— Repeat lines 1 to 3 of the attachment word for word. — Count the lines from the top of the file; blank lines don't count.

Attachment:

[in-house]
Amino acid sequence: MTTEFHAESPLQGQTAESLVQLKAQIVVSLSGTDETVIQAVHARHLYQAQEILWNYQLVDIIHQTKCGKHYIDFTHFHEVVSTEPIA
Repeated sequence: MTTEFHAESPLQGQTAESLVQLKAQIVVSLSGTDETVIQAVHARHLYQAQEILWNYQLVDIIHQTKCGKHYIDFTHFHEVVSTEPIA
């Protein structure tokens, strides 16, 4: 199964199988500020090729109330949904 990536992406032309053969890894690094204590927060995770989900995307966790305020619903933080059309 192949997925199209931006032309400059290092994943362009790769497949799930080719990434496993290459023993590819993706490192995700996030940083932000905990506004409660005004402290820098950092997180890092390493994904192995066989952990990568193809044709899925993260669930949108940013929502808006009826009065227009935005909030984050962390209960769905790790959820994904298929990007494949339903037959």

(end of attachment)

[in-house]
Amino acid sequence: MTTEFHAESPLQGQTAESLVQLKAQIVVSLSGTDETVIQAVHARHLYQAQEILWNYQLVDIIHQTKCGKHYIDFTHFHEVVSTEPIA
Repeated sequence: MTTEFHAESPLQGQTAESLVQLKAQIVVSLSGTDETVIQAVHARHLYQAQEILWNYQLVDIIHQTKCGKHYIDFTHFHEVVSTEPIA